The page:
Burgum calls for security review of Chinese firm’s project

BISMARCK, N.D, (AP) — Gov. Doug Burgum is pressing federal officials to expedite a review of a Chinese company’s purchase of land in North Dakota for a wet corn milling plant to ensure it is not detrimental to national security.

Fufeng Group’s planned $700 million project in Grand Forks has stirred some opponents to raise fears of espionage due to its proximity to a U.S. Air Force base.

“Our top priority is, and always will be, the safety and security of our citizens and our nation,” Burgum, a Republican, said in a letter Monday to U.S. Treasury Secretary Janet Yellen and U.S. Defense Secretary Lloyd Austin, calling for an expedited review of the project by the Committee on Foreign Investment in the United States.

“We ask that this review process be completed with the utmost urgency to aid Grand Forks officials in their decision-making process and provide clarity on whether this land purchase has national security implications,” Burgum’s letter said.

The agency told The Associated Press that it does not publicly comment on its reviews.

City Administrator Todd Feland said the company, which is privately owned, voluntarily submitted a formal request Monday to have federal officials review the project.

‘They weren’t required to, but they did,” Feland said.

The city and the company continue to be 100% behind the project, even with growing opposition and suspicion toward it, he said.

“I think we’re caught into this nationwide rhetoric about concerns about the Chinese and what they may be doing, and we’ve become a symbol of that,” Feland said.

City Council meetings have turned ugly in recent weeks, with people becoming “angry, loud and vile,” he said.

The issue has drawn people to the meetings from far outside the city and police officers now are in attendance because of threats to city officials, he said.

The governor’s letter was sent in support of a formal request made last week by North Dakota U.S. Sens. John Hoeven and Kevin Cramer, and Sen. Marco Rubio, of Florida, all Republicans, for a federal review of the land purchase.

The Grand Forks City Council in February gave initial approval to the Chinese agribusiness for its proposed corn-milling facility that officials said could be the largest private sector investment in the community’s history.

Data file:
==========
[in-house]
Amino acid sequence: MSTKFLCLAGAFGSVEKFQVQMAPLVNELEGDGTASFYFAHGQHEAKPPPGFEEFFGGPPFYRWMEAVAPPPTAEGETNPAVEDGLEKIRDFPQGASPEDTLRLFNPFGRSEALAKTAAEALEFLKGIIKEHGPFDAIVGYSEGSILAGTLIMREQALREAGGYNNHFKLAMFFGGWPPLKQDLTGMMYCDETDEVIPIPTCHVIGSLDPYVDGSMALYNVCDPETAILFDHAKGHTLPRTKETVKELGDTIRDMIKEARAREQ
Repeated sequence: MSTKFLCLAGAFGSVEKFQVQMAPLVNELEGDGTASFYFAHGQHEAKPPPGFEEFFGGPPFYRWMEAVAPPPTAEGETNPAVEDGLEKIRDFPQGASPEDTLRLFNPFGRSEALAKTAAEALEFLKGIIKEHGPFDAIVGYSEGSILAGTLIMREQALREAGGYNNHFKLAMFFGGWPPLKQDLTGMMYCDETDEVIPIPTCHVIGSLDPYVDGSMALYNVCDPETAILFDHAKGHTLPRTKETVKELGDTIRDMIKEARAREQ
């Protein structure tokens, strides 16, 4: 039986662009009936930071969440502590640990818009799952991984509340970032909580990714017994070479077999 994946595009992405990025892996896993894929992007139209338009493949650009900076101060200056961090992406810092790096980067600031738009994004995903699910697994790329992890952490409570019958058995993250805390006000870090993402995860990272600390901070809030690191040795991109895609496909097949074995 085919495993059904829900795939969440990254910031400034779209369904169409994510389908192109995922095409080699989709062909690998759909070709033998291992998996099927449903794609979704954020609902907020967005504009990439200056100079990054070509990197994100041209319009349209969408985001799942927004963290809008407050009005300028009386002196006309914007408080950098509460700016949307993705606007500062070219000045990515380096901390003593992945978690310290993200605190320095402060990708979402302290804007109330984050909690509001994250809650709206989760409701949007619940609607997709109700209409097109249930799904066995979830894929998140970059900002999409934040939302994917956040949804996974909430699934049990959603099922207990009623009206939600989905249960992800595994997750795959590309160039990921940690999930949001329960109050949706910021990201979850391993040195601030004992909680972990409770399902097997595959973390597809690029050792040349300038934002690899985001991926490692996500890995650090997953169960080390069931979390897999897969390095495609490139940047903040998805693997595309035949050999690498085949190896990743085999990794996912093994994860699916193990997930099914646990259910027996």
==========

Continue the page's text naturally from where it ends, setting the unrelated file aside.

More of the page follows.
Fufeng makes products for the animal nutrition, food and beverage, pharmaceutical, health and wellness, oil and gas, and other industries. It’s a leading producer of xanthan gum. The Grand Forks site would be its first U.S.-based manufacturing facility.

Burgum at the time endorsed the project and hailed it as a “huge opportunity for producers and workers in the Grand Forks area and our entire state.” He did not raise security concerns then.

Burgum spokesman Mike Nowatzki would not say if the governor still supports the project.

“The letter speaks for itself,” Nowatzki said Tuesday. “The governor still believes it’s a huge opportunity for North Dakota to have value-added agriculture. If there are security concerns that are brought to light, then that would change the project.”

The Chinese agribusiness picked an approximately 370-acre (150-hectare) site in Grand Forks’ agri-business park last year. The facility is about 14 miles (22 kilometers) from the Air Force base, which primarily has an unmanned aircraft mission.

Feland said it was “curious” that the anti-Chinese sentiment has appeared and only recently. For decades, the University of North Dakota’s flight school based in Grand Forks has trained scores of Chinese pilots, including from Air China, which is based in Beijing.

The site also is farther away than an aircraft manufacturing facility in Grand Forks controlled by the Chinese government.

China Aviation Industry General Aircraft Co. Ltd. purchased Duluth, Minnesota-based Cirrus Aircraft in 2011. Cirrus employs several hundred people in Duluth and at its plant in Grand Forks. Duluth is home to a Minnesota Air National Guard fighter wing.

The sale was slowed to allow for federal authorities to determine if the deal involved any sensitive technology that could be detrimental to national security. Former Minnesota Congressman Chip Cravaack, who requested the review, said he was satisfied the sale received proper scrutiny.

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